CHA WA! Mardi Gras Indians Invade New England

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PHOTO: CHA WA @ MASS MoCA 8/24/19 - Adams, MA

It has been said the city New Orleans is the soul of America. That her music and culture is the mother's milk of every form of American culture and entertainment. That American music and culture is primarily African-American and all roads of America's cultural heritage lead directly to  Congo Square in Tremé, to the French Quarter, the birthplace of jazz  and to the many Mardi Gras Indian Tribes throughout New Orleans who pre-date and helped foster jazz into existence.   

If that is the case, then the Mardi Gras Indian Funk band Cha Wa is the current caretakers of the soul of New Orleans' music and culture.They are paradoxically both the vanguard and guardian of the Cresent city music scene, simultaneously representing her past, present and future. When this revolutionary, yet traditionalist band goes on stage anyone who experiences a set of their shamanistic-get-loose-have-fun traveling tincture of Mardi Gras day first hand knows just how life affirming they truly are. 

The Black Star Newscaught up with Cha Wa at MASS MoCA in Adams, Massachusetts, one the largest centers for contemporary visual and performing arts in the United States. Of course, we first spoke about singer Spyboy's stunning Indian suit. "We pay homage to Native Americans because in New Orleans there is a historical connection between Native Americans and African slaves," Spyboy said.  

The origins of Mardi Gras Indian culture is deeply shrouded in mystery, yet their are pivotal moments in its evolution we know of. 

One primary component was Congo Square, which by 1740 was the epicenter of African culture and music. Unlike the rest of slave cities in North America, New Orleans residents allowed their slaves to roam freely on Sunday in Congo Square. There, they would drum, sing, dance and let loose. 

Another aspect of Mardi Gras Indian culture was the fact that runaway slaves in New Orleans could rely on the Chitimatcha Native American tribe to hide them in the swamps around New Orleans. This heroism created an indelible bond between both Native Americans and what would emerge as the African-American community in New Orleans. By the mid-19th century, African-Americans were marching in chicken feathered Indian suits before Mardi Gras

In 1884-85, Buffalo Bill's Wild West Show wintered in New Orleans, which according to Daily Picayune was "the people's choice" for entertainment. That Mardi Gras in 1885 over 50 Plains Indians from BBWWS marched in the parade.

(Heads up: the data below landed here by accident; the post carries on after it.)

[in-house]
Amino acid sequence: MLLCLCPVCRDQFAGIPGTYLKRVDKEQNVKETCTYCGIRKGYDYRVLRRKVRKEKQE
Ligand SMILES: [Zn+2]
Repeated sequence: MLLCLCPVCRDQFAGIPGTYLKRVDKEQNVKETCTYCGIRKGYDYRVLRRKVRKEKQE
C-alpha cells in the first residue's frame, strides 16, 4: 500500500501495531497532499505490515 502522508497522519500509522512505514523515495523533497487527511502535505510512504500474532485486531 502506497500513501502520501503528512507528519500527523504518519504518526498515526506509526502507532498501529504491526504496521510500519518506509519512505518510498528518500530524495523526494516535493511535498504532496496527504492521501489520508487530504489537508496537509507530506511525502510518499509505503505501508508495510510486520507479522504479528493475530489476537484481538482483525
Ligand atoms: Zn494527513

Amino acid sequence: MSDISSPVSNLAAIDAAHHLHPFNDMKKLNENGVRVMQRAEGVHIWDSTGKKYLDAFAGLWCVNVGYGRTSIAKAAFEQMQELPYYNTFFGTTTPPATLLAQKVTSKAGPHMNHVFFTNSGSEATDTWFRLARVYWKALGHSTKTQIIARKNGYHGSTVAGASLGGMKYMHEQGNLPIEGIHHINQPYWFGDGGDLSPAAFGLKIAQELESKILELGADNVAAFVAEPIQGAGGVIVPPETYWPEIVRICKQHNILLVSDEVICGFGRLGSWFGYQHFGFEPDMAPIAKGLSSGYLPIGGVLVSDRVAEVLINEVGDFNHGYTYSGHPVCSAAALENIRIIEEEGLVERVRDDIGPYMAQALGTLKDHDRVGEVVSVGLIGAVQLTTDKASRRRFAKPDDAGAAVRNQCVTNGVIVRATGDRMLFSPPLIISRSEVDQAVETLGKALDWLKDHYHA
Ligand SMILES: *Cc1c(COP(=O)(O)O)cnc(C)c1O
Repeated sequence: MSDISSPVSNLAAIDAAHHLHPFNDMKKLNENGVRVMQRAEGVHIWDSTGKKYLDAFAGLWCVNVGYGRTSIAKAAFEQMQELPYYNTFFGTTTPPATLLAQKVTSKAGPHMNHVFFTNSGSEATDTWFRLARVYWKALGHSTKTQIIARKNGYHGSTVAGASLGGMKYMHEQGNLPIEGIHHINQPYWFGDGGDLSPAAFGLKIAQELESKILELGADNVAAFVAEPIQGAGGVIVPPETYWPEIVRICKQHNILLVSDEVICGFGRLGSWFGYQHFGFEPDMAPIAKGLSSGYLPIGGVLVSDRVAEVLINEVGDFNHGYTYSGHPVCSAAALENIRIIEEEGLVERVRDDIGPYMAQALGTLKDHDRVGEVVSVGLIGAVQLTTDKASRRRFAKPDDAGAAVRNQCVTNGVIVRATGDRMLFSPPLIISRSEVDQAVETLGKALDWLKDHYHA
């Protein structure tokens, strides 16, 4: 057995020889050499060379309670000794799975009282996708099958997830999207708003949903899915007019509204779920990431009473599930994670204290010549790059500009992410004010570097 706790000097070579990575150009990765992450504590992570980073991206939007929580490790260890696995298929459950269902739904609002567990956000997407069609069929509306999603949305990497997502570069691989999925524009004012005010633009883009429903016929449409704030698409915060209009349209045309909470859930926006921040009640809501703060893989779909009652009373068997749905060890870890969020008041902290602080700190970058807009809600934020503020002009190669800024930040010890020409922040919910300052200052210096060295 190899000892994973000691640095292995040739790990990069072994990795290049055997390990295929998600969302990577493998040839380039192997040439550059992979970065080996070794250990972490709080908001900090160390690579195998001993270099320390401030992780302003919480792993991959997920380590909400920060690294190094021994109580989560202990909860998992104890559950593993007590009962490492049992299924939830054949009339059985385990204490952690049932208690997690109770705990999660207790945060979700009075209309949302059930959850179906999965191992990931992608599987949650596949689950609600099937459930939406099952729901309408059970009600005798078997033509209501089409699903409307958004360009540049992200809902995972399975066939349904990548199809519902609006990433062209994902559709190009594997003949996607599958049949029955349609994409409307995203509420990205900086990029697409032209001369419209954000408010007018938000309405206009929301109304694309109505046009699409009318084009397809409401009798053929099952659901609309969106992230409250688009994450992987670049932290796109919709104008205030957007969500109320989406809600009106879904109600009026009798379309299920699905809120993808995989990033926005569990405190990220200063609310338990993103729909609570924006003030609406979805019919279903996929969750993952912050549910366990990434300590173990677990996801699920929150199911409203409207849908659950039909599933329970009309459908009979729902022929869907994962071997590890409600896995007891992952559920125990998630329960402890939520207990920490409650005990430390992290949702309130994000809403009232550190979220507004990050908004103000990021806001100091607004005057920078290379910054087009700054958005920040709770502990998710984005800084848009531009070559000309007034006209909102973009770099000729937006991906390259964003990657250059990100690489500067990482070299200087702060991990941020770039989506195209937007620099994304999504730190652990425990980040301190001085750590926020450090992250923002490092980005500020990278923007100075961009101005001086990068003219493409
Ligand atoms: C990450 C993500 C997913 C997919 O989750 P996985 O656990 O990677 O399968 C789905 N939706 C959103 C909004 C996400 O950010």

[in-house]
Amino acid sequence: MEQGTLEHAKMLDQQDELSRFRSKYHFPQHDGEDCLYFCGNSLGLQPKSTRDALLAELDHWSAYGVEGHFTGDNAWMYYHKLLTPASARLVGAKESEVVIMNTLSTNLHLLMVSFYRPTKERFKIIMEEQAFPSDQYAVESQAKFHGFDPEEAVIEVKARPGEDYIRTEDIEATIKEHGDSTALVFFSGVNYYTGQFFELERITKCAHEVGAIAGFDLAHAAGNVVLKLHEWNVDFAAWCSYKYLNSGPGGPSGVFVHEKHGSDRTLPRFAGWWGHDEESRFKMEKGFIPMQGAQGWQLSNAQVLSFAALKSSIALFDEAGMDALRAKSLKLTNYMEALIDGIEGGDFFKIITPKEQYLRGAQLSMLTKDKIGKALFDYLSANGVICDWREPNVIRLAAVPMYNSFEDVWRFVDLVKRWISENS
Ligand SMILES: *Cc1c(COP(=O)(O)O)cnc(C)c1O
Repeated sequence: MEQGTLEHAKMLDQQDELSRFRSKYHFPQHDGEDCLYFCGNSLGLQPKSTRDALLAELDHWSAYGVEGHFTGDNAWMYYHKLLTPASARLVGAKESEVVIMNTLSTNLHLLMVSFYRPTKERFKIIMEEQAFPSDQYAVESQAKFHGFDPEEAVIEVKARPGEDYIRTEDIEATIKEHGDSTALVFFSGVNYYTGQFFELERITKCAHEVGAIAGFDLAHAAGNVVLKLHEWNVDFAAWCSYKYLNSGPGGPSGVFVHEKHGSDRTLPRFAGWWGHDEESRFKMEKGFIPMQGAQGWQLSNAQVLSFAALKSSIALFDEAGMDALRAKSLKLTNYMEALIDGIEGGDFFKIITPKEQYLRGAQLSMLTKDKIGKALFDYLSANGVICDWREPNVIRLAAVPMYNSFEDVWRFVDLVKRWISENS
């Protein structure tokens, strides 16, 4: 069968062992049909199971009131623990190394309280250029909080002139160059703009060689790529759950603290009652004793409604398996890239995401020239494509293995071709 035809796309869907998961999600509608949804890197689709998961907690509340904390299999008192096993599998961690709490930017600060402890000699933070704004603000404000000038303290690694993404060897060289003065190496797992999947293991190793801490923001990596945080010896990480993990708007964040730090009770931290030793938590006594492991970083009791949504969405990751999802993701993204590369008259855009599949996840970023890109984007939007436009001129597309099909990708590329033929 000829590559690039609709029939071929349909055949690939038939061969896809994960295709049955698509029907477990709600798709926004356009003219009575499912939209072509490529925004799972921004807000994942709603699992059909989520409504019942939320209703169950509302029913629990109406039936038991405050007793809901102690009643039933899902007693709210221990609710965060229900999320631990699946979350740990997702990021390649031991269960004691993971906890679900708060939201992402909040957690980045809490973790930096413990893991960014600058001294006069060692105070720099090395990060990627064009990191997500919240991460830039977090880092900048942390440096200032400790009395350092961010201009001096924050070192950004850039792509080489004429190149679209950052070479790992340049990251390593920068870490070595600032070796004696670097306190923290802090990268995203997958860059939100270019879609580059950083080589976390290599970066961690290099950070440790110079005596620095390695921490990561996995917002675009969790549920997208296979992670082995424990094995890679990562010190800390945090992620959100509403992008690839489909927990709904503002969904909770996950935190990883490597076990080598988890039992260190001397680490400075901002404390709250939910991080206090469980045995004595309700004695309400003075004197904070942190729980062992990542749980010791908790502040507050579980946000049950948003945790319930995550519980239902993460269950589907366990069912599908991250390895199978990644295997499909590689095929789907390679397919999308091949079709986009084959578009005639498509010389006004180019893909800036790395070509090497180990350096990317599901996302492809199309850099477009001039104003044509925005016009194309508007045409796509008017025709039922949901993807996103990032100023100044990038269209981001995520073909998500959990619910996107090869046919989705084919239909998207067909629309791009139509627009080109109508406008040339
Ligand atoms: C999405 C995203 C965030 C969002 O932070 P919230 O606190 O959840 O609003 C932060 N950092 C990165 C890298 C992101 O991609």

That year, The "Creole Wild West" was formed, the first of the Mardi Gras Indian Tribes.The chicken feathers were also replaced with colorful peacock feathers .When other tribes began forming, rivalries and bloodshed soon followed. James Sugar Boy Crawford's, "Jock O Mo" also known more widely as  "Iko Iko" is based on various threats by  Chiefs to each other. By the late 1960s, Allison Montana, "Chief of Chiefs", was able to finally squash the violence between the Mardi Gras Indian Tribes.

Over time the Tribes learned to fight with sewing needles instead of knives when the various tribes agreed to settle scores with Indian suit contests. The suits themselves, can cost thousands of dollars, take an entire year of sewing by hand and weigh over a hundred pounds when complete. 

Today, their are about 38 Mardi Gras Indian Tribes currently in existence. The Golden Eagle Tribe, of which Cha Wa is formed around, is one of the most predominant tribes in New Orleans. 

The Golden Eagle's Spyboy, J’Wan’ Boudreaux has the swag of ten rock stars and has a truly unique, soulful, Grammy- nominated-voice to back it up. The band's name means “we’re comin’ for ya” in Indian vernacular. Whenever they hit the stage, its is a guarantee you will be hearing a blistering set of Cha Wa originals weaved in with traditional Mardi Gras music, like the Neville Brothers "Fire On The Bayou." Their music is dynamic and high energy enough for any giant festival and they would be the perfect opening act for Santana (please,ditch the Doobie Brothers), Dead & Company or even the Stones.

Founding member and drummer Joe Gelini is pleased with Cha Wa's growth since their inception in 2014. In his mind they have progressed into a true collective of musical collaboration and creative input. "We are always moving forward," he said. 

For someone who grinds it on the road behind a drum kit most of the year, Mr. Gelini is quite an upbeat individual. But when every gig is a Mardi Gras party, what else could he be?

On Friday, September, 27 - Cha-Wa wil be holding an all-streaming-format-release-party at an undisclosed location for their new single Wildman. After that, they will be back in the studioworking on their next release. 

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